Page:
- Bible Reference: Mark 9:3
- Included in Eastons: Yes
- Included in Hitchcocks: No
- Included in Naves: Yes
- Included in Smiths: Yes
- Included in Websters: Yes
- Included in Strongs: Yes
- Included in Thayers: Yes
- Included in BDB: No
- G1102 Used 1 time
The word "full" is from the Anglo-Saxon fullian, meaning "to whiten." To full is to press or scour cloth in a mill. This art is one of great antiquity. Mention is made of "fuller's soap" (Malachi 3:2), and of "the fuller's field" (2 Kings 18:17). At his transfiguration our Lord's rainment is said to have been white "so as no fuller on earth could white them" (Mark 9:3). En-rogel (q.v.), meaning literally "foot-fountain," has been interpreted as the "fuller's fountain," because there the fullers trod the cloth with their feet.
The trade of the fullers, so far as it is mentioned in Scripture, appears to have consisted chiefly in cleansing garments and whitening them. The process of fulling or cleansing clothes consisted in treading or stamping on the garments with the feet or with bats in tubs of water, in which some alkaline substance answering the purpose of soap had been dissolved. The substances used for this purpose which are mentioned in Scripture are natron, (Proverbs 25:20; Jeremiah 2:22) and soap. (Malachi 3:2) Other substances also are mentioned as being employed in cleansing, which, together with alkali, seem to identify the Jewish with the Roman process, as urine and chalk. The process of whitening garments was performed by rubbing into them calk or earth of some kind. Creta cimolia (cimolite) was probably the earth most frequently used. The trade of the fullers, as causing offensive smells, and also as requiring space for drying clothes, appears to have been carried on at Jerusalem outside the city.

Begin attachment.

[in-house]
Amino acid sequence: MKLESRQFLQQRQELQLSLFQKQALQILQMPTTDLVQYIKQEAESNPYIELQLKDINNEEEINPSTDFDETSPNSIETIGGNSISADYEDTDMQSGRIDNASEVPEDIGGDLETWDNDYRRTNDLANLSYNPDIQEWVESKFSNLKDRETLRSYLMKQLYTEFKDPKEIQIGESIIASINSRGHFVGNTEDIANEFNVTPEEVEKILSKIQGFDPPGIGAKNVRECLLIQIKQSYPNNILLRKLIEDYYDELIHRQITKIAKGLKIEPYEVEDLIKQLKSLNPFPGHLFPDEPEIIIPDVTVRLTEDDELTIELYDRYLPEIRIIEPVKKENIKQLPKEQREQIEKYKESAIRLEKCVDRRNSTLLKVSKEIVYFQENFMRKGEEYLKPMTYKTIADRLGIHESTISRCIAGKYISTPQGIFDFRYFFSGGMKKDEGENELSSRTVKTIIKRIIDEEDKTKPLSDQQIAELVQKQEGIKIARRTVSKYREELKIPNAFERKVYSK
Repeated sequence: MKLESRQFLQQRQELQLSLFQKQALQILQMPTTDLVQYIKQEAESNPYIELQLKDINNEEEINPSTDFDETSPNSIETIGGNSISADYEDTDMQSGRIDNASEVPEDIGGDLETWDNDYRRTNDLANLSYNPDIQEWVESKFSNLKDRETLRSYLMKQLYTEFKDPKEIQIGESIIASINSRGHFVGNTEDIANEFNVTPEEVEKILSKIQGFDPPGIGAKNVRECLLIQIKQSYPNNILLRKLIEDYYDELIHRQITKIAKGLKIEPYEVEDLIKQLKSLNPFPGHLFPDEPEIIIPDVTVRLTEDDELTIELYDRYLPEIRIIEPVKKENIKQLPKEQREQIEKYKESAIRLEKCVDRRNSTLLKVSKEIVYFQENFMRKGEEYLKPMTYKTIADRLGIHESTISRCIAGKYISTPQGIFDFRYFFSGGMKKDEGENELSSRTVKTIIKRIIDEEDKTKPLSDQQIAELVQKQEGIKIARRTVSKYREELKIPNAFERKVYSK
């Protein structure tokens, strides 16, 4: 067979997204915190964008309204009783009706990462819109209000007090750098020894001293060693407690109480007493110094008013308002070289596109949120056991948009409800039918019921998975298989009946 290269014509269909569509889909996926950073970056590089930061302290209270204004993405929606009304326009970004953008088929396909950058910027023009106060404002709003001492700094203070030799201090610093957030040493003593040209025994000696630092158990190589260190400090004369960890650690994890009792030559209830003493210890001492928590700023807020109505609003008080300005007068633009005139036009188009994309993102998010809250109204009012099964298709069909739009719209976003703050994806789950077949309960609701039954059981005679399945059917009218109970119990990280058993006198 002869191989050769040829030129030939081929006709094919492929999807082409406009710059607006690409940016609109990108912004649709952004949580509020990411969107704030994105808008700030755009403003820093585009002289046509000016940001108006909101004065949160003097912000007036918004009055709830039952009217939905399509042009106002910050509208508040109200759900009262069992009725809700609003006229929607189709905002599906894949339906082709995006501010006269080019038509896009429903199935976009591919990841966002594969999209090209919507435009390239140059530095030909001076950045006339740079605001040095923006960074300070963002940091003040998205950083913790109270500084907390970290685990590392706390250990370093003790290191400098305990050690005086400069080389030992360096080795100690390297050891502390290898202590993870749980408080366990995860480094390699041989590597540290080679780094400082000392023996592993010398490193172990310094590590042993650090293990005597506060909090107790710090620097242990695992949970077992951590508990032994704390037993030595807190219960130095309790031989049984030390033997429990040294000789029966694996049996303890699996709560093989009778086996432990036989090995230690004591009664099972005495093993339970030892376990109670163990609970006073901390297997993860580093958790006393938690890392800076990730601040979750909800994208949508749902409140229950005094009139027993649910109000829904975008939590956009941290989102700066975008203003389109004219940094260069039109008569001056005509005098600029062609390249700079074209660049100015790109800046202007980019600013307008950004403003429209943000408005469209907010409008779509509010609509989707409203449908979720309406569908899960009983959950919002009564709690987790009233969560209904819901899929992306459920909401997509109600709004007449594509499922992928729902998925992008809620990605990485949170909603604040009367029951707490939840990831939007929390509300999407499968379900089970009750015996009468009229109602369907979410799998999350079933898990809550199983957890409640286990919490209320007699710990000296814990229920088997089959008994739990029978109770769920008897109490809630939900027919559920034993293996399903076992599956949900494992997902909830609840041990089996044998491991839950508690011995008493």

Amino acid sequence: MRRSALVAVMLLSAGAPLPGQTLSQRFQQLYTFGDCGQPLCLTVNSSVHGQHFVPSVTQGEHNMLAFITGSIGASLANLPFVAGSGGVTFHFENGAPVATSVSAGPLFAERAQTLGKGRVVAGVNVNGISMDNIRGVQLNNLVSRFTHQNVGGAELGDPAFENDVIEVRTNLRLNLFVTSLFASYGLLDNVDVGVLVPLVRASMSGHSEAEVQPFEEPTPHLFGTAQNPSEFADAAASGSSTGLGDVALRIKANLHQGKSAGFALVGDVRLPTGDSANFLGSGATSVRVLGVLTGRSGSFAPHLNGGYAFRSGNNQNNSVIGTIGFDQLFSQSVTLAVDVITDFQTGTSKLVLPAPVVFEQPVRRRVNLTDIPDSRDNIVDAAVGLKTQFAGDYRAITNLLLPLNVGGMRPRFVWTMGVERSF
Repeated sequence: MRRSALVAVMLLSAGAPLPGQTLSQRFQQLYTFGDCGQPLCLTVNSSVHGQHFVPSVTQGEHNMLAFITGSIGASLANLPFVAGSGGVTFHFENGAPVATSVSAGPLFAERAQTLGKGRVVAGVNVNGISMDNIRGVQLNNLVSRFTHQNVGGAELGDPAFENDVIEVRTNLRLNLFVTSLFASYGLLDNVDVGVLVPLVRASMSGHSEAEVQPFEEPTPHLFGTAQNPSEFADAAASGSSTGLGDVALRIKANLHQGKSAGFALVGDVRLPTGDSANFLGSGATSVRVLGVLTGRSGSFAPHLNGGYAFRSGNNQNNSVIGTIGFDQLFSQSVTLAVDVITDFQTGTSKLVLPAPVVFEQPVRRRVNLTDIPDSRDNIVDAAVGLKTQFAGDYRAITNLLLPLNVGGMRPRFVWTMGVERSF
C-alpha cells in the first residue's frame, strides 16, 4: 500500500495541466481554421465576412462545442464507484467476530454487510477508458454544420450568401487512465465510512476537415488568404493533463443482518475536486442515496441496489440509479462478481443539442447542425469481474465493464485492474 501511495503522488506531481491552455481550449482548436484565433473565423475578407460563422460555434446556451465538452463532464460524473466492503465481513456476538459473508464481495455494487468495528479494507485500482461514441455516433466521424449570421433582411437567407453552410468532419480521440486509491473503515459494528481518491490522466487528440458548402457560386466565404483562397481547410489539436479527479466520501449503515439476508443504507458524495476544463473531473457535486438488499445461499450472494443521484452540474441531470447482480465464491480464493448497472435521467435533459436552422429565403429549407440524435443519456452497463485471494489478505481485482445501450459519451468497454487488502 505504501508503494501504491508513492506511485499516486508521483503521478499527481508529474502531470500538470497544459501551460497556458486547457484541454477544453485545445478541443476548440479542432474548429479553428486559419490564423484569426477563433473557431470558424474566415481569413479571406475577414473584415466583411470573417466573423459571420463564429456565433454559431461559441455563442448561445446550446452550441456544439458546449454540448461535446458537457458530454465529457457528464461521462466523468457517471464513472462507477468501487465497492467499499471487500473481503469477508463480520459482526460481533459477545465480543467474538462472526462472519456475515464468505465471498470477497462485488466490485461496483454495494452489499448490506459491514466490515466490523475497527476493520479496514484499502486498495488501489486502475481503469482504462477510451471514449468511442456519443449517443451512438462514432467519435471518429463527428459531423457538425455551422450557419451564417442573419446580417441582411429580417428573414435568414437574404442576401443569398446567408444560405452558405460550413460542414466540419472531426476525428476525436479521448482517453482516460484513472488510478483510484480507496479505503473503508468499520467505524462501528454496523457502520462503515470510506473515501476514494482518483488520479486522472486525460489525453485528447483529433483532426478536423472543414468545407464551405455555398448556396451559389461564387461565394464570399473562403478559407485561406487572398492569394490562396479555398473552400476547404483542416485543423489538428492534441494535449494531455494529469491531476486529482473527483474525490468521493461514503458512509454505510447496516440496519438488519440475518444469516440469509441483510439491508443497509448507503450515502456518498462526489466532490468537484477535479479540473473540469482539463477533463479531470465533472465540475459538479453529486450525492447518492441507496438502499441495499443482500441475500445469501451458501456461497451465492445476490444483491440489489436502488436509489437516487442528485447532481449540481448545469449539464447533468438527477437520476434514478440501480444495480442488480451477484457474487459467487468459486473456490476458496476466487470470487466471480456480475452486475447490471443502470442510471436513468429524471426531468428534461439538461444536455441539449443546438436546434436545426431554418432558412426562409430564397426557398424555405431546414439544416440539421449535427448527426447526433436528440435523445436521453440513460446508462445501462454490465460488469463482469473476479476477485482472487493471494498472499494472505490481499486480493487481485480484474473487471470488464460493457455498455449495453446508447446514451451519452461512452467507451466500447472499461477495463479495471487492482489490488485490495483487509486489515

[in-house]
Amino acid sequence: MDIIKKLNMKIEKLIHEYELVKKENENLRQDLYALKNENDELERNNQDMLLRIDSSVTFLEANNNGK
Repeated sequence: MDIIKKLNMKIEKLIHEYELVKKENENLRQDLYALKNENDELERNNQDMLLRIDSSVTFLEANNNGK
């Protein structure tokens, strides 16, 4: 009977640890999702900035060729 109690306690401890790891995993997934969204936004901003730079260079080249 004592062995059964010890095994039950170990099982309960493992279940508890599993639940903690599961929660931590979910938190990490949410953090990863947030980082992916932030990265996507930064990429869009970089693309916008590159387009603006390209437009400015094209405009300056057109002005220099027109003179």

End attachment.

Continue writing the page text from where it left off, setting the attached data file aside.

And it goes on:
FULL'ER, noun One whose occupation is to full cloth.
A spot near Jerusalem (2 Kings 18:17; Isaiah 36:2; 7:3), on the side of the highway west of the city, not far distant from the "upper pool" at the head of the valley of Hinnom. Here the fullers pursued their occupation.
a spot near Jerusalem, (2 Kings 8:17; Isaiah 7:3; 36:2) so close to the walls that a person speaking from there could be heard on them. (2 Kings 18:17,26) One resort of the fullers of Jerusalem would seem to have been below the city on the southeast side. But Rabshakeh and his "great host" must have come from the north; and the fuller's field was therefore, to judge from this circumstance, on the table-land on the northern side of the city.
(Heb. borith mekabbeshim, i.e., "alkali of those treading cloth"). Mention is made (Proverbs 25:20; Jeremiah 2:22) of nitre and also (Malachi 3:2) of soap (Heb. borith) used by the fuller in his operations. Nitre is found in Syria, and vegetable alkali was obtained from the ashes of certain plants. (See SOAP.)
FULL'ER'S-EARTH, noun A variety of clay, compact, but friable, unctuous to the touch, and of various colors, usually with a shade of green. It is useful in scouring and cleansing cloth, as it imbibes the grease and oil used in preparing wool.
FULL'ER'S-WEED, noun Teasel, a plant of the genus Dipsacus. The burs are used in dressing cloth.
FULL'ERY, noun The place or the works where the fulling of cloth is carried on.